There have been many issues that have arisen in the face of the implementation of this program.  I was heartened to see your call for information from the public, although I think the reality is that without a specific investigatory design much of what comes in will be anecdotal.  That’s a consequence of the system.  Your willingness to follow through is admirable.

The two issues I want to address here are the two most common reasons given for emergency suspensions, lease or building issues and lack of personnel to staff an office. Both are, at base, fallacious and constitute an ongoing example of how the Postal Service uses stilted interpretations to evade its responsibilities under the law.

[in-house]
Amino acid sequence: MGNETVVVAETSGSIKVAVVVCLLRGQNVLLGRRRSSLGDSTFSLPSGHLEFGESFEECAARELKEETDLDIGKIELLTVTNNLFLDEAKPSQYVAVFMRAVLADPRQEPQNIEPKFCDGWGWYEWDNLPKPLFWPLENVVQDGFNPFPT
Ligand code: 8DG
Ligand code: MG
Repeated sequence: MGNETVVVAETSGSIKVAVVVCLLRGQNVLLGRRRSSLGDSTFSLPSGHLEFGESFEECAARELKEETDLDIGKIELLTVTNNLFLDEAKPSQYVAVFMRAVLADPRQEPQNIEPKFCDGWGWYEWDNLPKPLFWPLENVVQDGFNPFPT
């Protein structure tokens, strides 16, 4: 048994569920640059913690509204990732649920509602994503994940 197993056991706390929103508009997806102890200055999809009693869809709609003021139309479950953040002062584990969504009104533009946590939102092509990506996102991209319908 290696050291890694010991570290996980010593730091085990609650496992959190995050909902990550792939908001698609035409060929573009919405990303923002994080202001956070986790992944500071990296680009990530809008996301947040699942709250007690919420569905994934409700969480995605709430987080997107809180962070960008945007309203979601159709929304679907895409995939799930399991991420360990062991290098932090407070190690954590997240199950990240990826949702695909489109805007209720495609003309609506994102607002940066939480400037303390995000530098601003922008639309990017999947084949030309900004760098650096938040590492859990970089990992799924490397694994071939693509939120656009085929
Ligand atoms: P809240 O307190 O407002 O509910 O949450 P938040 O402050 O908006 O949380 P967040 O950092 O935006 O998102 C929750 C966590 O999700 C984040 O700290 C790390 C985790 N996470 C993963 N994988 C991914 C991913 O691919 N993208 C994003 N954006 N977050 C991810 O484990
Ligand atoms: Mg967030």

The PRC already has a long history with respect to suspensions based on building or lease issues.  PI2010-1 was opened just to address these issues, and I would refer the PRC to the comments I submitted in that docket.  The Postal Service has a long history of being abusive during lease negotiations. The tactics we are seeing today have been used for a long time.  The difference is that now they are part of a concerted effort to close post offices.           

As a postal lessor I was told that the Postal Service typically begins the renegotiating process about half way through the final term of a lease, generally from two and a half years to a year before termination.  This logically would give sufficient time to resolve ongoing issues related to the physical condition of a building or, if negotiations failed, to allow time for the identification and acquisition of suitable alternatives. Realistically in the latter instance the Postal Service has never been particularly enthusiastic about finding alternatives, but as the Commission has seen in many appeal cases, communities are often more than willing to locate alternative facilities.